I watched the Korean movie "My Sassy Girl" (Japanese title: 猟奇的な彼女) the other night. What a dysfunctional relationship. Those who are, in any way, sensitive on the topic of male and female relationships should be warned to avoid it because of all the female violence against men. The main character is constantly being hit, threatened and knocked around by both his mother and his girlfriend, and that's not funny. His mother hits him with anything on hand, and his girlfriend is dangerous from the beginning. However, there were a few genuinely funny scenes in the film. My favorite was the excuse the crazy girlfriend gives to get the guy out of class. It was also cool how she told off people who were misbehaving in trains and restaurants. I almost liked her when she was yelling at a guy in a restaurant for underage prostitution. To remind you it's supposed to be a love story, there was a cheesy frame to it all involving burying a time capsule in the ground and meeting to unearth it two years later. Way over the top. The very end was nice, though.
    It's better viewed as a comedy than a love story. I couldn't see anything romantic about what happened between those two pathetic characters. One commentator on Amazon.co.jp said that the plot was like a manga. I guess the violent femme/hapless male combo is common in manga, not that I would know; I don't like that kind of manga. But I can see why the movie might be popular with manga fans in Japan. It was recommended to me by a guy in Taiwan during my trip there.

6 Comments:

  • At 2:33 午後, Blogger Evelyn said…

    were you able to get your lost cell phone back? i think you are so disciplined ! after the jlpt test in december, i've done no japanese studying at all... i am waiting to get the results back in march to continue my study plan... =b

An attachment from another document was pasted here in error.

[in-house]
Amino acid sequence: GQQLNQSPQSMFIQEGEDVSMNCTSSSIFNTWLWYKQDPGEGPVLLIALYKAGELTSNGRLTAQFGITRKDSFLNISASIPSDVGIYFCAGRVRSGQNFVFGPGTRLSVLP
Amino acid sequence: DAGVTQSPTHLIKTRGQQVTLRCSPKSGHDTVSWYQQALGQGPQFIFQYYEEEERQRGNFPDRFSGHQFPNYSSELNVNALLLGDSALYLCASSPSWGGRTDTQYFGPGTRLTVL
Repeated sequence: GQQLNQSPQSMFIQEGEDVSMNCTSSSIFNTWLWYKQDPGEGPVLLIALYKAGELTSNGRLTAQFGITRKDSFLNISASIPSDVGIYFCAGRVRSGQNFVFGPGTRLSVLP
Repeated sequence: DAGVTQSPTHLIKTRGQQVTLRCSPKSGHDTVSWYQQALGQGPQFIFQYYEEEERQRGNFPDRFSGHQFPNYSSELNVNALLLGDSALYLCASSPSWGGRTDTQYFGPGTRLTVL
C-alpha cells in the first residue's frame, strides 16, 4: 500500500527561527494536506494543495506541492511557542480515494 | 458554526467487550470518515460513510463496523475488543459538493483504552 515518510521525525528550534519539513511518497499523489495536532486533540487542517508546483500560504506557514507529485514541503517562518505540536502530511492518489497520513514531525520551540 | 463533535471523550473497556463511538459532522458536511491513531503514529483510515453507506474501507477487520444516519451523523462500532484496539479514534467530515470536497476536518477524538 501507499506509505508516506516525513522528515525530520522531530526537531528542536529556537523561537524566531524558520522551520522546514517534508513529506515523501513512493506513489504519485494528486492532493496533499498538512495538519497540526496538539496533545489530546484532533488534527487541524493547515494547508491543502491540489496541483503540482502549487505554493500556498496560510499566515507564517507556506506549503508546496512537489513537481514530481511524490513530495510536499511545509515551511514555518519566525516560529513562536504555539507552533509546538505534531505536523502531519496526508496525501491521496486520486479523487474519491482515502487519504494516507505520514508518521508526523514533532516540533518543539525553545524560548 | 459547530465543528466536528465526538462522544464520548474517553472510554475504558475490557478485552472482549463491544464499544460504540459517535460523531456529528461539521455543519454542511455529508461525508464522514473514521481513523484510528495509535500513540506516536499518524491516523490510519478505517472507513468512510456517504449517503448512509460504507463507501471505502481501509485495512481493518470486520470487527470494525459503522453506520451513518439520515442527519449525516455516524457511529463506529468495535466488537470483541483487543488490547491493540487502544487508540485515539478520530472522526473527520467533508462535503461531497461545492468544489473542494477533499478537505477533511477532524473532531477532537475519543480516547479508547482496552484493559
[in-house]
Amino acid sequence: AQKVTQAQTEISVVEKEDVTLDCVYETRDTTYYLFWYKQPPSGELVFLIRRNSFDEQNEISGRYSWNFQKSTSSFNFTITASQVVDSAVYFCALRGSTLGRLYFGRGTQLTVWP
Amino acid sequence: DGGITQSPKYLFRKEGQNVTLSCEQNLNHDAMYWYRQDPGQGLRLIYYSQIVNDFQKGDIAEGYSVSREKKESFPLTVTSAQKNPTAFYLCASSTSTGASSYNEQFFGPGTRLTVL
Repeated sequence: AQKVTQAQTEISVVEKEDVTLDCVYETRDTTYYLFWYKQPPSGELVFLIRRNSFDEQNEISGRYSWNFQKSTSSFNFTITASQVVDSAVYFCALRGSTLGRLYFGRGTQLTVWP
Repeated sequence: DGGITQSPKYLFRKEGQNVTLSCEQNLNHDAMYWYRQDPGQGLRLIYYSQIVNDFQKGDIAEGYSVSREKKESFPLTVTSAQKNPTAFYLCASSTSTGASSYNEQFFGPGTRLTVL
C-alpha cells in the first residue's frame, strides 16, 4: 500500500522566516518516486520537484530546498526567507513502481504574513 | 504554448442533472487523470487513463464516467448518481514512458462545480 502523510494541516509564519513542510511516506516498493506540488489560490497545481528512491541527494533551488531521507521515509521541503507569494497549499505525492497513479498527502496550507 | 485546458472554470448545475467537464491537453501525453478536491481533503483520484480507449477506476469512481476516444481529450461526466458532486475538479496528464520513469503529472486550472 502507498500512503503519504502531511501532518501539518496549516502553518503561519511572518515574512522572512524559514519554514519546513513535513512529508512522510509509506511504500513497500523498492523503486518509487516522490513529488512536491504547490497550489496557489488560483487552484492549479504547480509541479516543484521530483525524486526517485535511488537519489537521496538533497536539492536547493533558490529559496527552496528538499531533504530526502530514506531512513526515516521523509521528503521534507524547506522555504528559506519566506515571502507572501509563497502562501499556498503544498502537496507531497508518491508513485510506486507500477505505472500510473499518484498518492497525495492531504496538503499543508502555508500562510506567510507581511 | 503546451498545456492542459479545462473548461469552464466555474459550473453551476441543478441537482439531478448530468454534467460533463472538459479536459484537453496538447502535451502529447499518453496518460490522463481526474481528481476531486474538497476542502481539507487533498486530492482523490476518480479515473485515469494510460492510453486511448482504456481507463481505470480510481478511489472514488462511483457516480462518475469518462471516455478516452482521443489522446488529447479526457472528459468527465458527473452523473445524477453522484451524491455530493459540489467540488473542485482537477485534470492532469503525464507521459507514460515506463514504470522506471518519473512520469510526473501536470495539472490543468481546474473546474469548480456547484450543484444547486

i actually thought about applying to JET for the longest time, but have not done it... (i am afraid of big changes, and work in NJ is all right, i've been working for 3 years... turning 28 soon ... i want changes, but afraid of changes, how ironical)
    hope you will pass the kanken test next time =)

     
  • At 10:05 午後, Blogger Matt said…

    Aw, I thought that guy getting tormented by women was funny. But then, it was a kind of bitter laughter.. at myself ;) (I liked the part where he pretended to be the English-language phone message, too.)

    Did you hear that it was originally a blog-like internet phenomenon, allegedly based on a true story?

    I wish I'd read Riven Rock recently enough to comment sensibly about it. Damn.

    By the way, there's a new 四コマ漫画 on my Japanese page.

     
  • At 12:15 午前, Blogger Evelyn said…

    i didn't like the movie 'my sassy girl' either... one of my friends (malaysian chinese) liked it a lot. i dislike it for the same reasons you mentioned... but i wonder, seems like younger (teens and early-20s) people like the movie - so i wonder if it's b/c i am getting old =b

     
  • At 9:25 午前, Blogger EmailHosting.com said…

    Playing games would be a great job. Ha Ha!

     
  • At 5:31 午後, Anonymous 匿名 said…

    It seems you didn't feel the need to consult your mother about recontracting! I hope you're still planning to visit us in July...

     
  • At 2:46 午後, Blogger butterflyblue said…